Wednesday, October 17, 2007

Living, Breathing Dolls

Autumn Foliage,
Thomas Hicks,
oil, 1872.

I'm fast developing an allergy.

To the word-spore sigh.

Lately, if I see she sighed ... on a page, I'm likely to snot all over it.

Look, we breathe, don't we? In and out. We're hard-wired to inhale and exhale, and sometimes we hold our breath for a moment before letting it go, quite naturally.

I sigh many times during a day.

Like just now when I corrected a typo.

How did such a common and involuntary action become elevated to the level of pseudo-drama? Become a coy announcement of emotional significance? Become such a bloody cliche?


If your character is painted in such flat, two-dimensional terms that you must frequently aggrandize such a minute, mundane, and normal nasal operation to expel carbon dioxide, I suggest you might consider you're following, unthinkingly, a lazy formula.

A Doll of a Different Kind:
As I said in the review/interview posted here by Ello on her thoughtful, articulate blog today -- I am still on a state of astonished delight over the reception of Stone Child, from Weirdly: A Collection of Strange Tales (on the sidebar), and my protagonist Lillie St. Clair.

Thank you, Ello, for your act of generosity, which might be random - but definitely not unkind.


Jaye Wells said...

My first drafts are full of sighs, raised eyebrows and hands on hips. It's painful.

Robyn said...

I do have a hero who sighs when exasperated, but I did it on purpose. He's very alpha and I was looking for something other than the usual stomp 'n swear.

spyscribbler said...

Man, my characters sigh and smile so much it makes me nauseous. Frowning is becoming annoying, too.

I struggle to show reactions in other ways, but I have to. This writing thing is hard! :-)

Savannah Jordan said...

Well, my buttcheeks are stinging after that particular spanking. LOL You've made me rethink that word, Bernita.

Bernita said...

First drafts are a thing entirely apart, Jaye.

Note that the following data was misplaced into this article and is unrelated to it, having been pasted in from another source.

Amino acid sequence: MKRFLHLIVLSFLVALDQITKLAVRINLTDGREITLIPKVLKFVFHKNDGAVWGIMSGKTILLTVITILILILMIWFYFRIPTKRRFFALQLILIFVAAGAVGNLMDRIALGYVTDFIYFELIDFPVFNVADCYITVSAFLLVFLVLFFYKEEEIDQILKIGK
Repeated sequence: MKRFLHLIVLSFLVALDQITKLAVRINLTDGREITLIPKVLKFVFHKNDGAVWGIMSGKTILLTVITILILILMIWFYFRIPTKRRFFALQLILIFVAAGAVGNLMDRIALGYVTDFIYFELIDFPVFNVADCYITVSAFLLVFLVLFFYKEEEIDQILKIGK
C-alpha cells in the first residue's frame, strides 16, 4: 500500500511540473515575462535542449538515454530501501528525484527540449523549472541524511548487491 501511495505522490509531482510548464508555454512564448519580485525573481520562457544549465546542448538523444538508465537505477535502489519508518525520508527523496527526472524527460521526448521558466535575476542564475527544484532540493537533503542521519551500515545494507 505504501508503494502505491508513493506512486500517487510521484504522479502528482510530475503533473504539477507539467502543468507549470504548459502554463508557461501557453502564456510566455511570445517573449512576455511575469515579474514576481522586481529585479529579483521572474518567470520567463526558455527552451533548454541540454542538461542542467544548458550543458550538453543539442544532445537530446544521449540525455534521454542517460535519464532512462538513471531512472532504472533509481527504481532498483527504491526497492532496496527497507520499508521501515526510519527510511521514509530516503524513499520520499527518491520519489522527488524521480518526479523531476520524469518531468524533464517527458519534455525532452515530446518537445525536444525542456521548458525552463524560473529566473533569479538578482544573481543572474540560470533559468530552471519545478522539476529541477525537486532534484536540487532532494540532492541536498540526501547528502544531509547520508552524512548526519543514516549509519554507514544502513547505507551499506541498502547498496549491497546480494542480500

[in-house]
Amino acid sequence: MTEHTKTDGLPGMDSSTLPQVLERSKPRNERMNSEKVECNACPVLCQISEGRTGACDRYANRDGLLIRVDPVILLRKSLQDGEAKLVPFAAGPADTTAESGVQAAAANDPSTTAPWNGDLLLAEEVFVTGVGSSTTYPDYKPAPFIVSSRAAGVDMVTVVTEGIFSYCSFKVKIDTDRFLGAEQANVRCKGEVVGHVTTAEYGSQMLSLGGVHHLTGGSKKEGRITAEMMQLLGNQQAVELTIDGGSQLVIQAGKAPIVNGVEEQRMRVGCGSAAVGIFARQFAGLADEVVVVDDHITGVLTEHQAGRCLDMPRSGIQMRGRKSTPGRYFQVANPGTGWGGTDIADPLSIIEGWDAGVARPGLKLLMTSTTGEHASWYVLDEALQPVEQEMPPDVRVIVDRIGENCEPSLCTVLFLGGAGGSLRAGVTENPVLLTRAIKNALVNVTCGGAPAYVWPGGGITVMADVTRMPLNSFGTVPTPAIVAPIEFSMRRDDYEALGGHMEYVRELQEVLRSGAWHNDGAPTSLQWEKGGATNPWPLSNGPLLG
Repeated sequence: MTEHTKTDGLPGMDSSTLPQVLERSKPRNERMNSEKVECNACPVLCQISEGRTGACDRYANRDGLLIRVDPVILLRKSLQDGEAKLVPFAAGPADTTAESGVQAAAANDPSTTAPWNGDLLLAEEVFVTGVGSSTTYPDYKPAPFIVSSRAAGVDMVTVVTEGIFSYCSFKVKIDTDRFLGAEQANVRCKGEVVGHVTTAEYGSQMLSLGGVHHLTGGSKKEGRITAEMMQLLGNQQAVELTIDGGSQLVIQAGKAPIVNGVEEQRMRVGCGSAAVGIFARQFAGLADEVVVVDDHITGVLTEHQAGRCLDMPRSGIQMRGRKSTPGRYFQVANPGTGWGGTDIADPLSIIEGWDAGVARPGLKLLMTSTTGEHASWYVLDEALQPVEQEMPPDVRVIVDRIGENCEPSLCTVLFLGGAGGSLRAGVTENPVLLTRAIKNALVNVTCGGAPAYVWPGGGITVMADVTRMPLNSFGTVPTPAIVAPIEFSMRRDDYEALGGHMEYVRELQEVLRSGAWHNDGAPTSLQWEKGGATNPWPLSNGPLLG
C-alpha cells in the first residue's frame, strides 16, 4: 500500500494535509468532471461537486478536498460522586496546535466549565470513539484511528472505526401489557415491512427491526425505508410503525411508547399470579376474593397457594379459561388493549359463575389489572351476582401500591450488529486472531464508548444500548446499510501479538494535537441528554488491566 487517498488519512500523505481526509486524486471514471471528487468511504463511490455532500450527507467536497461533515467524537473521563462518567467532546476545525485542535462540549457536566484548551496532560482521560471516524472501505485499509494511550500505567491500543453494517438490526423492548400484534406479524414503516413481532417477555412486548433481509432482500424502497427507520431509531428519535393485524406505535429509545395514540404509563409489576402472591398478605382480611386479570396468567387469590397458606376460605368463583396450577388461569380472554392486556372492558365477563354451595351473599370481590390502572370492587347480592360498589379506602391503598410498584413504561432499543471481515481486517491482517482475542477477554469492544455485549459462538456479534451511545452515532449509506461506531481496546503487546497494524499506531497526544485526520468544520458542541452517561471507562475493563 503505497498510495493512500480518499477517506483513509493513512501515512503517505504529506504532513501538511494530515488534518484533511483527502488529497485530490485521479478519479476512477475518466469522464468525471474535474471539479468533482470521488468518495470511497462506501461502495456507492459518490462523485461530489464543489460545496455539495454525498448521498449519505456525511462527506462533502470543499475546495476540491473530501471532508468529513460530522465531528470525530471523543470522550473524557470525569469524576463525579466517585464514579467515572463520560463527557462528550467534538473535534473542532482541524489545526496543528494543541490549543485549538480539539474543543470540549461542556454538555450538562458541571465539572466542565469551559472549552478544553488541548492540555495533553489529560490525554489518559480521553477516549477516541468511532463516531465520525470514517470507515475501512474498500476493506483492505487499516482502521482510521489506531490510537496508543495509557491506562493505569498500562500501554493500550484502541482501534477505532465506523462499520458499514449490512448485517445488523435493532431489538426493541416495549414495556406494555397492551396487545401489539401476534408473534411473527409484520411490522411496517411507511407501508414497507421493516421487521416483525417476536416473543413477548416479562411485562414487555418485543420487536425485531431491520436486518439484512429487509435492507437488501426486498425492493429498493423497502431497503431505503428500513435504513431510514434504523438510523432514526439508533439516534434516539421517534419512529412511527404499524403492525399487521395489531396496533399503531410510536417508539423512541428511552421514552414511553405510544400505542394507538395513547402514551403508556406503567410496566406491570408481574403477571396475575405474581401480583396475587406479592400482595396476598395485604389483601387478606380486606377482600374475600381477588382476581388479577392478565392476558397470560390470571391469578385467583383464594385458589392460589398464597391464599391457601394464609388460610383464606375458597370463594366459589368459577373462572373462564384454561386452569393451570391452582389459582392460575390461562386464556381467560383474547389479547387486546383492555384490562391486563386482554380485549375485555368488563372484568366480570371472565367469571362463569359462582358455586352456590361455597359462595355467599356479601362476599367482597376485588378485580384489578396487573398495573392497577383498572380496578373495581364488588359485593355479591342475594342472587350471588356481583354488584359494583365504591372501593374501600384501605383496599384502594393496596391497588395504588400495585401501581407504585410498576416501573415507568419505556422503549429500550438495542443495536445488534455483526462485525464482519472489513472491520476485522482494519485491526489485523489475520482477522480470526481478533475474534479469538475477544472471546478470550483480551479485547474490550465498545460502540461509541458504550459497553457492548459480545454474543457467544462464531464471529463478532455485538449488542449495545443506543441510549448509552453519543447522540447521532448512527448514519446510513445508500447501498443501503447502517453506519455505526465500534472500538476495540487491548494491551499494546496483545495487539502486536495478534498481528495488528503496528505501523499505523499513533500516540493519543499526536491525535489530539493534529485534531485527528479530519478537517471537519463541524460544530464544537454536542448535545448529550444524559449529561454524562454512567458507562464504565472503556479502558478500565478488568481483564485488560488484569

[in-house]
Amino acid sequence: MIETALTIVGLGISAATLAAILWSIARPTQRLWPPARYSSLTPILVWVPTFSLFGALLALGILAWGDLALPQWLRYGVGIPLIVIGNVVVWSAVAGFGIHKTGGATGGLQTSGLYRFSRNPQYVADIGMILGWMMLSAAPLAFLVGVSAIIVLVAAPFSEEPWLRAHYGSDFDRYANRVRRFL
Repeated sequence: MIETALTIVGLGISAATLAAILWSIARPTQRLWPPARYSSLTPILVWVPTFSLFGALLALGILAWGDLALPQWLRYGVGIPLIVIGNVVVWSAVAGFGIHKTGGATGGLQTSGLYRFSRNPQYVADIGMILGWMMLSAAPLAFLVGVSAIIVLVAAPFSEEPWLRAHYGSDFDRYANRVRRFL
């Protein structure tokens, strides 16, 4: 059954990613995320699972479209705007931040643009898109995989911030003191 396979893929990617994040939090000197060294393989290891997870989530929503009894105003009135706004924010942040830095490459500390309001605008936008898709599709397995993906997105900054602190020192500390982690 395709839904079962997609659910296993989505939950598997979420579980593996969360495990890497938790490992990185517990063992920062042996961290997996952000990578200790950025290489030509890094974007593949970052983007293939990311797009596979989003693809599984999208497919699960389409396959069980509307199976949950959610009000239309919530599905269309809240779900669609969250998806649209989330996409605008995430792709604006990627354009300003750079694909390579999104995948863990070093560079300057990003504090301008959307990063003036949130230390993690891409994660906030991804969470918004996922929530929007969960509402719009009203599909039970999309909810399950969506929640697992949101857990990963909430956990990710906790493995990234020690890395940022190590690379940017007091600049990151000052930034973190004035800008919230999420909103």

If you made it a special and clear characteristic of his, Robyn, that's also a different thing.

And there's this automatic urge to use them as signals, Natasha.

Sorry, Savannah!
Am just tired of a sigh used to suggest Deep, Secret Thoughts, or Inner Conflict - such as the mess the wind is making of her hair.

SzélsőFa said...

As a foreigner to English, I'd like to aask you: is this 'sigh' a good word, basically?
I mean is it neutral or has emotion attached to it?
Is this tendency of wearing this word out sad, or indifferent?

I'm afraid this is happening to many other words/expressions as well. Just as Jaye Wells said: raising eyebrows, hands on hips...

Ello said...

Your very welcome! I really enjoyed doing the post so it was a pleasure for me. And I think I better check my WIP for sighs, I think I have alot of them - might have to change my title from Thousand Year Silence to Thousand Year Sighs...

Savannah Jordan said...

I completely understand where you're coming from, Bernita. For my characters, the sigh is usually more of a contentment thing, or exasperation. If anything, I over use words like 'as' and 'smile'. I'm battling with those right now in editing Melting the Ice Queen.

Charles Gramlich said...

Great review and interview. Nothing to sigh about there.

Bernita said...

It's a perfectly good word, Szelsofa.
It is just that in some contexts and genres it had been over-worked to the point that it lacks little descriptive impact.
And yes, this same thing has happened to other words - they get beaten to death.

Hee, Ello. Thank you.
But, seriously, in the context of "a thousand years" ( as a title) you would re-animate the word and revive its resonance.

Savannah, I sympathize. I've sat and stared at the screen for long minutes, trying to shake myself out of the automatic use of rut-words.

Bernita said...

Except with pleasure, Charles!

Demon Hunter said...